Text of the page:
[Income inequality and self rated health: an analysis from a contextual perspective in Chile].Rev Med Chil. 2003 Mar; 131(3):321-30.RM
The correlation between income inequality and life expectancy was demonstrated 10 years ago, but later, several studies suggested that the negative impact of a low economic income on the health status was disappearing.
To assess the independent effects of community income inequality on self rated health in Chile.
MATERIAL AND METHODS
Multilevel analysis of the 2000 National Socio Economic Characterization Survey (CASEN) data from Chile. Individual level information included self rated health, age, sex, ethnicity, marital status, education, income, type of health insurance and residential setting (urban/rural). Community level variables included the Gini coefficient and median income. The main outcome measure was dichotomized self rated health (0 if excellent, very good or good; 1 if fair or poor).
101,374 individuals (at level 1) aged 18 and above, nested within 285 communities (at level 2) and 13 regions (at level 3) were studied. Controlling for a range of individual level predictors, a significant gradient was observed between income and poor self rated health, with very poor most likely to report poor health (10.5%) followed by poor (9.5%) low (9%) middle (7%), high (6%) and very high (4.5%) income earners. Controlling for individual and community effects of income, a significant non linear effect of community income inequality was observed, with the most unequal communities being associated with approximately 5% higher likelihood of reporting poor health compared to the most equal communities.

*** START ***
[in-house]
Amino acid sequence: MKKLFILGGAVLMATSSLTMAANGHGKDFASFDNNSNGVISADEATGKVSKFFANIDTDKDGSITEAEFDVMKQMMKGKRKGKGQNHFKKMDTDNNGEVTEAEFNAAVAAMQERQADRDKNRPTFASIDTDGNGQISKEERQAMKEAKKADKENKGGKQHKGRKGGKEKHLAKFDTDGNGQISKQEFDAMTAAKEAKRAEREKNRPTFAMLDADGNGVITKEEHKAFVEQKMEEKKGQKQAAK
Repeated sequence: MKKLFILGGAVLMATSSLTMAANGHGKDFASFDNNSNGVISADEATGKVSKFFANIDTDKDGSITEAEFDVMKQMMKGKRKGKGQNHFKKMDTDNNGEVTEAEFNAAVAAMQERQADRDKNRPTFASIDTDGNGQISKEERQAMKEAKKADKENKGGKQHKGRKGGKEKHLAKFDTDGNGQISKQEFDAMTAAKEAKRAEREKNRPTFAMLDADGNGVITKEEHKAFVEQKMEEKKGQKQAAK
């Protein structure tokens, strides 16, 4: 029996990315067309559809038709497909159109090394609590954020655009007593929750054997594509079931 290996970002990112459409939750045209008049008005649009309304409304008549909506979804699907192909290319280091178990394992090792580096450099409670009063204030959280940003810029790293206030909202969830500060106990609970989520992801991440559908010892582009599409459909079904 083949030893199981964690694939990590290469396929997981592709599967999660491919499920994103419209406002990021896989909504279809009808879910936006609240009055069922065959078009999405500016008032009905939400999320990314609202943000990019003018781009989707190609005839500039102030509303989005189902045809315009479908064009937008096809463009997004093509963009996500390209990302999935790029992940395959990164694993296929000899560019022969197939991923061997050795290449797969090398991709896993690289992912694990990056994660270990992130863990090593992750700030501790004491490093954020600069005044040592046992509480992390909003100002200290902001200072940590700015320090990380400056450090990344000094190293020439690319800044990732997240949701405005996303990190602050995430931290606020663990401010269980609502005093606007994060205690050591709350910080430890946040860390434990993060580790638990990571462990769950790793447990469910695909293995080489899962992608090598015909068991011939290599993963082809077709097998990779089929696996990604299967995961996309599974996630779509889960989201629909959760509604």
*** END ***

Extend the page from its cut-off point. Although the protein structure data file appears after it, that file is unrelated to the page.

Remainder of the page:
Individual income does not explain any of the between community differences and neither does it wash the significant effects of income inequality on poor self rated health. The contextual effect of inequality is almost as large as the differential observed in poor health comparing the very poor to the very rich individual income categories.